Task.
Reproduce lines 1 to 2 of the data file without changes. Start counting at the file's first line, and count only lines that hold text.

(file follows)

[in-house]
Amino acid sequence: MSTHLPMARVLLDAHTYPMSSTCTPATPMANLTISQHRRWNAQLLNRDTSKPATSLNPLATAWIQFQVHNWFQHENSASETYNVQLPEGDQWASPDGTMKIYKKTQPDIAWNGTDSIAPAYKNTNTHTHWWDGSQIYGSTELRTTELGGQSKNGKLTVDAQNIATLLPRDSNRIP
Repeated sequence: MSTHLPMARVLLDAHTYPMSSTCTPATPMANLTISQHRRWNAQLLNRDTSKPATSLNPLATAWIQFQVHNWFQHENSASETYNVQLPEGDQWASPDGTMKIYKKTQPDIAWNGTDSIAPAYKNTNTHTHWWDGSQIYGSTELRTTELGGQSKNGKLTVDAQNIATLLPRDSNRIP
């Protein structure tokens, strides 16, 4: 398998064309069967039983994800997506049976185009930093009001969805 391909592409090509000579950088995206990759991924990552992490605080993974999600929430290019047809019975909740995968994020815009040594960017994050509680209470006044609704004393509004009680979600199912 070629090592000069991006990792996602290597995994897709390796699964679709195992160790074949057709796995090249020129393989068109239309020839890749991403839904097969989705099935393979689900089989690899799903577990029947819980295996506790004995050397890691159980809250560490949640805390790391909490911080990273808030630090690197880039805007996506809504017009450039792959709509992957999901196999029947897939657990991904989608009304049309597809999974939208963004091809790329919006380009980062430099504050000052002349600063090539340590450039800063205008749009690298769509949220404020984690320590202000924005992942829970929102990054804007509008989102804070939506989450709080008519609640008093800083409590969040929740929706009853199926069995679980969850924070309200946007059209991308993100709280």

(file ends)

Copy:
[in-house]
Amino acid sequence: MSTHLPMARVLLDAHTYPMSSTCTPATPMANLTISQHRRWNAQLLNRDTSKPATSLNPLATAWIQFQVHNWFQHENSASETYNVQLPEGDQWASPDGTMKIYKKTQPDIAWNGTDSIAPAYKNTNTHTHWWDGSQIYGSTELRTTELGGQSKNGKLTVDAQNIATLLPRDSNRIP